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Quinch

Loading a database from disk to memory {and back again}

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Quinch

Quick question - is it possible to take a SQlite database from the disk, load it into memory, work with it in-memory, then flush it back to disk? I have a script that basically runs tens of thousands of database operations and I'd like to see if removing the constant disk read/write operations from the equation would speed things up a little.

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KaFu
jchd

Quinch,

Besides loading the DB in memory (which will certainly work well until its size blasts RAM out), maybe (I insist on "maybe") there are valuable SQLite optimizations that would apply to your use case. Not knowing the particular of it makes it fairly difficult to give you any advice, lest wild guesses. If you can inform us better on what your bottleneck(s) really are, things would clear up.


This wonderful site allows debugging and testing regular expressions (many flavors available). An absolute must have in your bookmarks.
Another excellent RegExp tutorial. Don't forget downloading your copy of up-to-date pcretest.exe and pcregrep.exe here
RegExp tutorial: enough to get started
PCRE v8.33 regexp documentation latest available release and currently implemented in AutoIt beta.

SQLitespeed is another feature-rich premier SQLite manager (includes import/export). Well worth a try.
SQLite Expert (freeware Personal Edition or payware Pro version) is a very useful SQLite database manager.
An excellent eBook covering almost every aspect of SQLite3: a must-read for anyone doing serious work.
SQL tutorial (covers "generic" SQL, but most of it applies to SQLite as well)
A work-in-progress SQLite3 tutorial. Don't miss other LxyzTHW pages!
SQLite official website with full documentation (may be newer than the SQLite library that comes standard with AutoIt)

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Quinch

Oh, it's simple enough - it opens a file on the disk, runs a MD5 and SHA1 hash, then queries the database to see if an entry with those two values exists. If no, then add it {plus a couple of other values}. The potential bottleneck is in the sheer volume of those queries - the files themselves range between a handful of bytes to a hundred or two kilobytes, but there are routinely tens of thousands of them so I'd like to see if taking those numerous queries to memory {the database itself is about ten to twenty megabytes big} as opposed to disk would speed it up.

I also realize that it would be a fairly simple job of reading all the contents of the disk database, table by table, and inserting them into the memory one, but I'm not sure whether the time spent doing that would outweigh possible time saved.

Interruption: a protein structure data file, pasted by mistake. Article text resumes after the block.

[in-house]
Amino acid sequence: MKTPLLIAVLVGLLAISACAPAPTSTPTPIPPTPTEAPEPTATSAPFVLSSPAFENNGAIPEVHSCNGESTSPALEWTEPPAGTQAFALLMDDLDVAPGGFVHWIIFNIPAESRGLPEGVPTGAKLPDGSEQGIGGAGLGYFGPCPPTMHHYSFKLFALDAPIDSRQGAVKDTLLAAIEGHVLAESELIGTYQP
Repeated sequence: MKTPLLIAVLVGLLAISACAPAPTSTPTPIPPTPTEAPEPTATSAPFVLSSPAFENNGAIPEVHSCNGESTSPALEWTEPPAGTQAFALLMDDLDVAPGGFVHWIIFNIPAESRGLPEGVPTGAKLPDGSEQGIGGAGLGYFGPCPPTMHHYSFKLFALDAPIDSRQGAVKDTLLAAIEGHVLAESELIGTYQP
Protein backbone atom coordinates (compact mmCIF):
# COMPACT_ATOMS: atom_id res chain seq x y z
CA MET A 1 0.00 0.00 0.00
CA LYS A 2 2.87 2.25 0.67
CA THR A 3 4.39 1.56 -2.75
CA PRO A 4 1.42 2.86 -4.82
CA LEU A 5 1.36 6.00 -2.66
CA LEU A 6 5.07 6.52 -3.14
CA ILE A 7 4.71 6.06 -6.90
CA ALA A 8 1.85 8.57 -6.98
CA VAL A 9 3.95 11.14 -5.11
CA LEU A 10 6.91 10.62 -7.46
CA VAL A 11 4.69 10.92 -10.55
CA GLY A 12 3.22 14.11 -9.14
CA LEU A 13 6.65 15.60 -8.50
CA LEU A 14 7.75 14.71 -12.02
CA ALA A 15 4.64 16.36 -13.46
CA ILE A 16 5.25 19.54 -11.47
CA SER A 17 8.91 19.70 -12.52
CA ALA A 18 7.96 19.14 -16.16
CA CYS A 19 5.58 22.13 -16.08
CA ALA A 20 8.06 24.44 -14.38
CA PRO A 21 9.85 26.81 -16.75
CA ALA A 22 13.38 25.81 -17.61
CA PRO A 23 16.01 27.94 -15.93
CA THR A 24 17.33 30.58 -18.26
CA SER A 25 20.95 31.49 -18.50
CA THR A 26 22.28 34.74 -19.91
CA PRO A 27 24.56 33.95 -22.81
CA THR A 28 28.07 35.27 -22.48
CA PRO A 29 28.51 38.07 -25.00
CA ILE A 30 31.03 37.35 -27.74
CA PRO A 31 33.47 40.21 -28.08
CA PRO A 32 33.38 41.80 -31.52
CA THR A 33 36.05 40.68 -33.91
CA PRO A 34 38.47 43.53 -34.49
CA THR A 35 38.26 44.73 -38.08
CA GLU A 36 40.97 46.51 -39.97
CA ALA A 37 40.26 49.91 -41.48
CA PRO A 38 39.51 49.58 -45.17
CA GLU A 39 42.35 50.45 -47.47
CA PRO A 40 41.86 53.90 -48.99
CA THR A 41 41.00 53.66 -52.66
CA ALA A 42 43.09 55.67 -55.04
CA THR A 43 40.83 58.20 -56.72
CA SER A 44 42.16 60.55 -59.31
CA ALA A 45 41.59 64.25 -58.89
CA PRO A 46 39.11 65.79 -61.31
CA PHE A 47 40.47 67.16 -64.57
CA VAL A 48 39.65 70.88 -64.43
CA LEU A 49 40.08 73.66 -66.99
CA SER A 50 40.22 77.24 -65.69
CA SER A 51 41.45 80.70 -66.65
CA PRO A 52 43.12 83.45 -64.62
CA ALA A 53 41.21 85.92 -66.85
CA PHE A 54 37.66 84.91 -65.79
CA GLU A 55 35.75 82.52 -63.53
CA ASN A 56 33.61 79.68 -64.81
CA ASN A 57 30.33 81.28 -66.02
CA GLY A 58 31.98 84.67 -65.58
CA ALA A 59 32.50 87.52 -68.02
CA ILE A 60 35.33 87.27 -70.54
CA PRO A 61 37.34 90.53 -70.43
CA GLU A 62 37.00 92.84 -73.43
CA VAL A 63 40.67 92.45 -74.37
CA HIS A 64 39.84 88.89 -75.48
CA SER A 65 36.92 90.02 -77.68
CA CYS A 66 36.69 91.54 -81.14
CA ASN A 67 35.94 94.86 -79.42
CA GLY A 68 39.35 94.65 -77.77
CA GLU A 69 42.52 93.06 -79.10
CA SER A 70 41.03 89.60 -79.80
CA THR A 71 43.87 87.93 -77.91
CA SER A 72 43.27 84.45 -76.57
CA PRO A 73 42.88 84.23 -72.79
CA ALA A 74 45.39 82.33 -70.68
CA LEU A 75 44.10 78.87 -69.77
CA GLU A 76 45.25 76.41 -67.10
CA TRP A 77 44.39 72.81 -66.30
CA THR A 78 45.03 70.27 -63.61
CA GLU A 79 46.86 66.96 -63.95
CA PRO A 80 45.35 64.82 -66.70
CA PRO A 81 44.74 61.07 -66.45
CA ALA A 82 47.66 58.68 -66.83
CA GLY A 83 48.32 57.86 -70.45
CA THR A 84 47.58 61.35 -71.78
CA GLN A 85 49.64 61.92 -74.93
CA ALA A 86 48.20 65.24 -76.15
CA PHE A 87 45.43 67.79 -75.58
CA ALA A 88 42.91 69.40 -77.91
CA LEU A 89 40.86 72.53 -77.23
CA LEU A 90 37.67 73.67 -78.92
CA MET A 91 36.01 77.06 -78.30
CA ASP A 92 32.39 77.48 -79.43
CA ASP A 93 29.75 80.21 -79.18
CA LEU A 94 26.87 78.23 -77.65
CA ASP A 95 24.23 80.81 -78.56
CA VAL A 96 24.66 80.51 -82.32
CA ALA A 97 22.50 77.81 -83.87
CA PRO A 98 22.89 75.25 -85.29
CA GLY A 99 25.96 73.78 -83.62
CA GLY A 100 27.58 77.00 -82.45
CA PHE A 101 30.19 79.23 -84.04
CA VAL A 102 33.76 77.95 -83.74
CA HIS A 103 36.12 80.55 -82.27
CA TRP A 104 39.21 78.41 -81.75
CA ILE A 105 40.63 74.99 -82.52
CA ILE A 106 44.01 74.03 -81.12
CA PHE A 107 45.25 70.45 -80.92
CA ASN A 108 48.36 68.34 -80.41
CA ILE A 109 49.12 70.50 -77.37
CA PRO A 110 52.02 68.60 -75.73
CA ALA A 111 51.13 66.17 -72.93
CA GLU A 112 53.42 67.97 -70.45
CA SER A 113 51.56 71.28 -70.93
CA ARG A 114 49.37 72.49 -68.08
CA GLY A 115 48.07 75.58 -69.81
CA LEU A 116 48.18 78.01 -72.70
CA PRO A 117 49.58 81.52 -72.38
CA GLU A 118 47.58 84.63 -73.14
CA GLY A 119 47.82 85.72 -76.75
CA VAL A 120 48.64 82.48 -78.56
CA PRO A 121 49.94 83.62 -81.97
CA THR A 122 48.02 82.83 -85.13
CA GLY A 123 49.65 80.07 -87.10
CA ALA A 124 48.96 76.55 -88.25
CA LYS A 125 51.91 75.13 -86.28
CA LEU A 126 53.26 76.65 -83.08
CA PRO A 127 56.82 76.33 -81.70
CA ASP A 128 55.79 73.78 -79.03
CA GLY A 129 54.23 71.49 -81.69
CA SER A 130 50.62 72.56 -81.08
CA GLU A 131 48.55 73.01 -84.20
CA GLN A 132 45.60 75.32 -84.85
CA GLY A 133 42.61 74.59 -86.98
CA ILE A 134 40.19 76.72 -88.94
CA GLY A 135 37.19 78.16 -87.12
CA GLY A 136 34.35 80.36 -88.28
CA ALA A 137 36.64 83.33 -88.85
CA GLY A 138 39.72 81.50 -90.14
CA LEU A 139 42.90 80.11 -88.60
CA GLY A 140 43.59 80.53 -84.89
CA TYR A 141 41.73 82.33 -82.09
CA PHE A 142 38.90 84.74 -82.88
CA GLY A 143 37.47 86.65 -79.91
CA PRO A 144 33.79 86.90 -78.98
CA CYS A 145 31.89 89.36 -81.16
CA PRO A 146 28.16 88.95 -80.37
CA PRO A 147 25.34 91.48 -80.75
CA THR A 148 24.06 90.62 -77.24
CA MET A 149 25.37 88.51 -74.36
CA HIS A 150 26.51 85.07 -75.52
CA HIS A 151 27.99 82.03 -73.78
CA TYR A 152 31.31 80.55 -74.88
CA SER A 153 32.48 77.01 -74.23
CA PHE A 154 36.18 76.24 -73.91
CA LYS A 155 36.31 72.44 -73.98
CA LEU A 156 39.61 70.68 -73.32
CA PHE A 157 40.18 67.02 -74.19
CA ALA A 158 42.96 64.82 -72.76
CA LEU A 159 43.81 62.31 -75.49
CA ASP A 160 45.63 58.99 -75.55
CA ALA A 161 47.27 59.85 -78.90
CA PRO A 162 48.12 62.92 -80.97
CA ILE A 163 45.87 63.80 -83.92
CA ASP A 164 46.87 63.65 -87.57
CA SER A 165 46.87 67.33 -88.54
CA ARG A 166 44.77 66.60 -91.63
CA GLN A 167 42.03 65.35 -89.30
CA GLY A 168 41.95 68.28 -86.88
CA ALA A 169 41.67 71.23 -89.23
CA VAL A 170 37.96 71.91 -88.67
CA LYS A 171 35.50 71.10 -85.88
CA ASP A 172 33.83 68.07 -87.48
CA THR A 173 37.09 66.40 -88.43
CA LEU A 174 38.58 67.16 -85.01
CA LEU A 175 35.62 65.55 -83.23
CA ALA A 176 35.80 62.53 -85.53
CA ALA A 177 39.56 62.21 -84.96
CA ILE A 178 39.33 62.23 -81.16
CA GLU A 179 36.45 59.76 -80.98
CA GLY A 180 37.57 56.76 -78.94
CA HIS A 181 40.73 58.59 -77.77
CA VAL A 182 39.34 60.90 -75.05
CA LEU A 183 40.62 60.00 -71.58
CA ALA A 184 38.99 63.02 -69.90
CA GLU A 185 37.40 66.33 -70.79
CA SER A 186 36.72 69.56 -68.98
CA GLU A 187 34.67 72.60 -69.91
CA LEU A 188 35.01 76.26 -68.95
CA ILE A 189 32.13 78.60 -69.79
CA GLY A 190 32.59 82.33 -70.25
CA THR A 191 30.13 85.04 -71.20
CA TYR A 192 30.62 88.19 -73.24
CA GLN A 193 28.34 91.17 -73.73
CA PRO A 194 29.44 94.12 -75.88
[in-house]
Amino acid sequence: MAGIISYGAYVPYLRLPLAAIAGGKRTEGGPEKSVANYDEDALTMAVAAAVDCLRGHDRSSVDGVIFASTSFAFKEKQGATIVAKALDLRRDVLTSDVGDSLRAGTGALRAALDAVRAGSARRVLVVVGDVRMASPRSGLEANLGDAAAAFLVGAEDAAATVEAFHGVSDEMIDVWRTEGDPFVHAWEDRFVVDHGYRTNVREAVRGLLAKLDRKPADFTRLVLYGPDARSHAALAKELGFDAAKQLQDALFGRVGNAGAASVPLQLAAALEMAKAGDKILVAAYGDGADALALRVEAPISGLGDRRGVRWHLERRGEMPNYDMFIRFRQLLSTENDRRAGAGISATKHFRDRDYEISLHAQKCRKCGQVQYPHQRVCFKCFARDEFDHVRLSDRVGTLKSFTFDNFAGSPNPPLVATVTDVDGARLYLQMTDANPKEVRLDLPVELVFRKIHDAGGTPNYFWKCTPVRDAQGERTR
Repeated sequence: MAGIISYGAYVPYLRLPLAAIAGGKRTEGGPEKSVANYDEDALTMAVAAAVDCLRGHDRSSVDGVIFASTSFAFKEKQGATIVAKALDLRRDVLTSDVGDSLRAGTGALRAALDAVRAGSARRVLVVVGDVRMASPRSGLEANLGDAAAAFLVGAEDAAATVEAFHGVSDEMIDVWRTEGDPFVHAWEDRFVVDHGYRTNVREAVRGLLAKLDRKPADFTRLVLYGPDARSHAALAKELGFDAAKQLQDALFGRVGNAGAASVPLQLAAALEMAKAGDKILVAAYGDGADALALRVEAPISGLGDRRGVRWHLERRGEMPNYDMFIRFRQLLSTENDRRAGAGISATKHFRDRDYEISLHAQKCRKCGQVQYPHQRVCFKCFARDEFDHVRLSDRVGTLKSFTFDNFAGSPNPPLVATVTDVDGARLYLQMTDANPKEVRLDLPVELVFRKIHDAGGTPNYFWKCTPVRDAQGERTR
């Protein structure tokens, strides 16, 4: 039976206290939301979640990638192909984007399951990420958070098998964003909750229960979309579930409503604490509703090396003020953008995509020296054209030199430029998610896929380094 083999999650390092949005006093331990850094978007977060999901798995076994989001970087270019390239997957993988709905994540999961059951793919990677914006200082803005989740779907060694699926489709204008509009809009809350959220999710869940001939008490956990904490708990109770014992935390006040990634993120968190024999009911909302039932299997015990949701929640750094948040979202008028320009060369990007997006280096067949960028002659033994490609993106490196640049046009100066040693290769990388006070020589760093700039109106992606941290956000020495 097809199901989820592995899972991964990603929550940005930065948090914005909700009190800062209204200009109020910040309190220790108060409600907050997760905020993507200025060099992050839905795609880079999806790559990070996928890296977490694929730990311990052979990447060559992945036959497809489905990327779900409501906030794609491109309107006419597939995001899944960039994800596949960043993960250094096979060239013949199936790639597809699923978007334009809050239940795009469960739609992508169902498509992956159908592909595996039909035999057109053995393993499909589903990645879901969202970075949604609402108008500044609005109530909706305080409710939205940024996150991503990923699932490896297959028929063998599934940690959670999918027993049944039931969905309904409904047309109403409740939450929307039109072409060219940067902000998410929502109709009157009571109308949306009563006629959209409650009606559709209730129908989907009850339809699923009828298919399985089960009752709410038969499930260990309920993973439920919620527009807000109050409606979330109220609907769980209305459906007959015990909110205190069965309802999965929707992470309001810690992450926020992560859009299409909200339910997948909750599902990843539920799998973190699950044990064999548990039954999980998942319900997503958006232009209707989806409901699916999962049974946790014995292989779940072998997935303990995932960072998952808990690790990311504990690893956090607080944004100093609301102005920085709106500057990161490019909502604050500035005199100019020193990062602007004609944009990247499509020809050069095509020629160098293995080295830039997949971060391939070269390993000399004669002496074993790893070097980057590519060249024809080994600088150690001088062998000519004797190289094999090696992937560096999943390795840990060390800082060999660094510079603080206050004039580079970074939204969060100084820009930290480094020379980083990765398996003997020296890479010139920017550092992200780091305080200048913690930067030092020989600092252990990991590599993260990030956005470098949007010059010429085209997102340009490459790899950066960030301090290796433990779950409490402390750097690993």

Edited by Quinch

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jchd

The backup (works for any source, any target, RAM or disk) will always be faster than doing anything at the SQL level.

I'm not sure you need both MD5 and SHA1. If I were you, I'd stick to MD5 only unless you're working in a potentially unfriendly context (where determined attacker have enough incentive to foil you in taking a file content for another one). I wild guess that your actual bottleneck is in computing the hashes, not much at the lookup level, but I agree it depends on the frequency of new files found vs registered files.

Now for the DB part: after a few queries and/or updates/inserts it's likely that your DB will all reside in OS and/or SQLite cache. so making a memory copy of the DB won't spped up things significantly. Make SQLite cache big enough: 10..20Mb is close to nothing today.

Another route to spped lookup is to first hash only the first (say) 1Kb of every file and lookup this. If it's found, then only hash the whole baby and lookup that. Of course the efficiency of that tactics only works if you're likely to find the "head hash" often enough to offset the (supposedly rare) double hash.

Only trial will tell you what works best in your case.


This wonderful site allows debugging and testing regular expressions (many flavors available). An absolute must have in your bookmarks.
Another excellent RegExp tutorial. Don't forget downloading your copy of up-to-date pcretest.exe and pcregrep.exe here
RegExp tutorial: enough to get started
PCRE v8.33 regexp documentation latest available release and currently implemented in AutoIt beta.

SQLitespeed is another feature-rich premier SQLite manager (includes import/export). Well worth a try.
SQLite Expert (freeware Personal Edition or payware Pro version) is a very useful SQLite database manager.
An excellent eBook covering almost every aspect of SQLite3: a must-read for anyone doing serious work.
SQL tutorial (covers "generic" SQL, but most of it applies to SQLite as well)
A work-in-progress SQLite3 tutorial. Don't miss other LxyzTHW pages!
SQLite official website with full documentation (may be newer than the SQLite library that comes standard with AutoIt)

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zorphnog

Depending on the number of queries and your implementation, using transactions could also speed up the SQL portion of the process, but as @jchd pointed out the hashing algorithms are going to take largest amount of computational time.

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